Being dairy-free is much easier than you'd imagine - and you're in lucky because in my humble opinion dairy free icecream is the BEST vegan alternative available. I feed it to my omni friends all the time and they don't even realise it's vegan untill they notice I'm eating it too, it tastes exactly like icecream, and I have even had omnis pick it over dairy icecream in a blind taste test! YUM! I can't point you to brands as you're in the US but I'm sure there are some great ones available! Cheese is the opposite IMO, although lots of people love dairy-free cheeses they don't really taste anything like cheese - and a lot of people find it's good to forget about cheese for a while, and then try the alternatives when you're not comparing it to cheese as much.

I don't know if you have allergy warnings in the US, but if you do then all foods will say "contains milk" if it contains milk, so it's actually very easy to spot. ("Contains traces of milk" is okay, it's just a precaution, milk isn't an ingrediant in it!). So if it's vegetarian and milk free you're in! Some things to remember is that lactic acid IS commonly not from dairy, dispite the name! Lactose obviously is from dairy, and whey powder crops up a LOT. They're the main ones I find (and obvious stuff like "milk powder" etc)

One tip is that instead of trying to eat like you did before, without dairy, try lots of new foods, new recipes, check out health food shops (or online stores if there aren't any near you) for dairy-free alternatives (and the free-from sections in the supermarket) and just TRY lots of new things, so that you have lots of exciting new foods and flavours, I think that helped me a lot - really getting stuck in! Rather than just eating what you did before and thinking you've suddenly limited your options.

So yep
If you have any other Qs feel free to ask! You're doing a great thing by giving up dairy so well done and goodluck!
 

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You'll stop craving cheese, ice cream and the like after a while (For me it took a month). There's plenty of vegan ice creams available made from soy, rice, coconut etc.

Just because chickens lay eggs, doesn't mean we have to eat it. It's needlessly exploiting the animal, and there's nothing in eggs that you can't get nutrition-wise elsewhere.
 

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I was already lactose-intolerant, so the transition has not been nearly as difficult for me so far. I'm still working on weeding out foods with animal ingredients, though. I hate eggs, so that's not a biggie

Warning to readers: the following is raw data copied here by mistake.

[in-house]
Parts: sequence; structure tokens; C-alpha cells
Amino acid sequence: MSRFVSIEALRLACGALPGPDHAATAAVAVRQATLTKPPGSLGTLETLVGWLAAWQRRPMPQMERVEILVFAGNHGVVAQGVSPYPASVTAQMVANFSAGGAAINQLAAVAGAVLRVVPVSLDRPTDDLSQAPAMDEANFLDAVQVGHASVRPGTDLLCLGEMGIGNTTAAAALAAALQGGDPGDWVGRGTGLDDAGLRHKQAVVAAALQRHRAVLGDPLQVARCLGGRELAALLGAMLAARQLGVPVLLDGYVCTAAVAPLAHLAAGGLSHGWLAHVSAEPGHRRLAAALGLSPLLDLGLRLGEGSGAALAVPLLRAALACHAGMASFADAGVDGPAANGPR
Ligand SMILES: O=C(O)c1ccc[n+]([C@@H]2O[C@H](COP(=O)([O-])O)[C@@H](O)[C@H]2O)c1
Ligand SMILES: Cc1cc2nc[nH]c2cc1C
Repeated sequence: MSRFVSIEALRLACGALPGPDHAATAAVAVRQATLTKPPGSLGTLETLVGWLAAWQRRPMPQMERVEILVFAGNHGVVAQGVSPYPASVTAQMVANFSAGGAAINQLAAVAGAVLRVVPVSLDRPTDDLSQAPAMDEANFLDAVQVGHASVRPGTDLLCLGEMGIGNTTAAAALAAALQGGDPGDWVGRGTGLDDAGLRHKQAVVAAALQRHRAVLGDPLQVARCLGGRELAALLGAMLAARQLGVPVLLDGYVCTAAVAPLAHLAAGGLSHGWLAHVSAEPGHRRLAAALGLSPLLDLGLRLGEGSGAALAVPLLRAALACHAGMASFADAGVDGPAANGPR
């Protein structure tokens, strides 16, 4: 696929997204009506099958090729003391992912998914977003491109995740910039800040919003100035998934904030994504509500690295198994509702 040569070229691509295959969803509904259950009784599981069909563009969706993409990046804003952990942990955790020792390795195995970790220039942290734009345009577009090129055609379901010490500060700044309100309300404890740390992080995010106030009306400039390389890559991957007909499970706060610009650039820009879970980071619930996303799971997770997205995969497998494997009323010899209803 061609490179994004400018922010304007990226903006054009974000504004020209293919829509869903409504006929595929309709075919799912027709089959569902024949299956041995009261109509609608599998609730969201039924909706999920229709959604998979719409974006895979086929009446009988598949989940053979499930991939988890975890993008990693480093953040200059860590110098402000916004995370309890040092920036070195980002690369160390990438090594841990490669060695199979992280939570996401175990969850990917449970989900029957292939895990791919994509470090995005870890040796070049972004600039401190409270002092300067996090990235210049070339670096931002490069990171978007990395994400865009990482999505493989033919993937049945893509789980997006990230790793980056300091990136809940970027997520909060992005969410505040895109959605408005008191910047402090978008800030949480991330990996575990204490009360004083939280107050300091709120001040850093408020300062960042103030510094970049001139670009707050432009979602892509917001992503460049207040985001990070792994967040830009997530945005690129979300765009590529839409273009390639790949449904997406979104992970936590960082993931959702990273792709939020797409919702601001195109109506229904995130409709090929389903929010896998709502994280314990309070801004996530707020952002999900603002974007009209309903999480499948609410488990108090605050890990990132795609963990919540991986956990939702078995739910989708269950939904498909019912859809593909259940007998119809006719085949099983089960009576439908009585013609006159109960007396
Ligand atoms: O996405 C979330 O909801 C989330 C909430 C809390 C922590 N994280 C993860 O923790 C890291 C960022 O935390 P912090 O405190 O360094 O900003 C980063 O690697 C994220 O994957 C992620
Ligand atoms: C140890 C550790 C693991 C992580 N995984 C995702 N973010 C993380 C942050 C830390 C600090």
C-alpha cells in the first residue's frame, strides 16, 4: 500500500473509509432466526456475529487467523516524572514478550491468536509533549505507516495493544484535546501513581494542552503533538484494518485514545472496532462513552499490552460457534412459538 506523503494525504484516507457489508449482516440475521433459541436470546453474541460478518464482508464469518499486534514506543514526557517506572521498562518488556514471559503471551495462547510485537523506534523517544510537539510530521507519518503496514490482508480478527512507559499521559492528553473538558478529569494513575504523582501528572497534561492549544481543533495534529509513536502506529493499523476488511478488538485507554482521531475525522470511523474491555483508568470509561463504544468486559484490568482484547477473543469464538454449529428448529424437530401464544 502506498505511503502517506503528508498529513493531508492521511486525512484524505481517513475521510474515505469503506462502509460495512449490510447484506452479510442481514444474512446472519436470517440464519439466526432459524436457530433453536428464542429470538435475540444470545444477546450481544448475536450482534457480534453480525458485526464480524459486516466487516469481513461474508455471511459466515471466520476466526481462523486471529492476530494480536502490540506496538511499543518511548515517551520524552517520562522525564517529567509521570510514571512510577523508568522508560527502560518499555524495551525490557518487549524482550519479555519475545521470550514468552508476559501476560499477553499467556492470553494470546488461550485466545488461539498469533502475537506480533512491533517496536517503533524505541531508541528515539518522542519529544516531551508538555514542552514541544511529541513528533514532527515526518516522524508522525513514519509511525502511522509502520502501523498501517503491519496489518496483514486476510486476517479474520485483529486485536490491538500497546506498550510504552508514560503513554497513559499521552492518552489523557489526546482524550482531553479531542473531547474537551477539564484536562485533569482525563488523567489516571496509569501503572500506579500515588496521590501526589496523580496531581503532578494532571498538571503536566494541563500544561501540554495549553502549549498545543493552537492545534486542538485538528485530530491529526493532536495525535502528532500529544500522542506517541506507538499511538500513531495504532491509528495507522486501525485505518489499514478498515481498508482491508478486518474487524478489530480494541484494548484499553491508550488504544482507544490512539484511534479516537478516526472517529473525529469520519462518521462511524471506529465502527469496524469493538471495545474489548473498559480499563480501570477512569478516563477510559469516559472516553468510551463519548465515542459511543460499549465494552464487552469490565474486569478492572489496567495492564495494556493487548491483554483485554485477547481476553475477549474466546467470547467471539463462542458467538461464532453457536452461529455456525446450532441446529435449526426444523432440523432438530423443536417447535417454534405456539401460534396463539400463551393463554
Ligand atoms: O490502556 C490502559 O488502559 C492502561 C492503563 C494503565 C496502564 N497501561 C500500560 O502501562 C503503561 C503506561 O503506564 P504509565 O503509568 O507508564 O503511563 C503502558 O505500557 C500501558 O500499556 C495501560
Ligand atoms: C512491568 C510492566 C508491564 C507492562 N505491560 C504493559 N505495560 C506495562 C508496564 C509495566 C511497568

I have chicken-owning friends from whom I could get naturally produced, non-fertilized eggs if I wanted, but as I already mentioned, I dislike them. Why do you feel the need to eat them?

+1 on the coconut milk ice cream... Expensive but oh so tasty!! The cost keeps me skinny


I was a big cheese person, but am not finding cutting back/out to be all that difficult.
 

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I was a huge cheese fan, and I loved ice cream as well. It can be done!

It helped me to first cut down on dairy (cheese in particular), then look for substitutes. I didn't time things out, but I'd say it took me a few months to go from my previous level of dairy consumption to none at all. I haven't found a cheese substitute that is absolutely perfect, but I like different substitutes for different purposes -- for example, shredded Follow Your Heart on lasagna or nachos, Galaxy Vegan slices (not all of them are vegan, so read the label) on grilled cheese, or a homemade cheesy sauce for mac and cheese.

As far as ice cream goes, I actually like soy ice cream the best. I got frustrated with the limited number of flavors, though, so I bought an ice cream maker. I'd recommend it if you're at all interested!


There aren't really all that many confusing ingredients -- if you're worried about something with a chemical sounding name, I'd recommend the Vegetarian Resource Group guide. I only worry about those things if it's in something I'm going to be buying a lot. But, the major things I look for are things with milk or butter in the name (milkfat, butterfat, buttermilk, etc), whey, and casein (milk protein).

As far as the egg thing goes, of course it's your decision. For me the reasons for quitting eggs and dairy were quite similar -- A) What happens to the babies (male chicks are killed, calves that will eventually become beef cattle), B) What happens to the animals when they are no longer useful, and C) How are the animals treated while they are alive. There are so many easy and tasty substitutes for eggs, it was no problem for me to eliminate them. It is sad that I can't eat friends and family's baked goods anymore, though. Even if you still eat eggs sometimes, you might consider cutting down.
 

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Originally Posted by PonyGirl View Post

+1 on the coconut milk ice cream... Expensive but oh so tasty!! The cost keeps me skinny

.
You can actually make coconut ice cream at home very easily and cheaply. You don't even need an ice cream maker.
 

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Originally Posted by offthahook View Post

You can actually make coconut ice cream at home very easily and cheaply. You don't even need an ice cream maker.
You do know you can't say something like that around here without posting a recipe, right?

As for the eggs and dairy problems, I don't have much more to add to what everyone else said. Find out if you're a cold tofurkey or gradual approach person and give it a shot! You can only learn from the experience
 

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Originally Posted by Kjesta View Post

You do know you can't say something like that around here without posting a recipe, right?
Amen to that! I have a vegan ice cream recipe book reserved at the library, but until I move from about 15th on the list... Post away!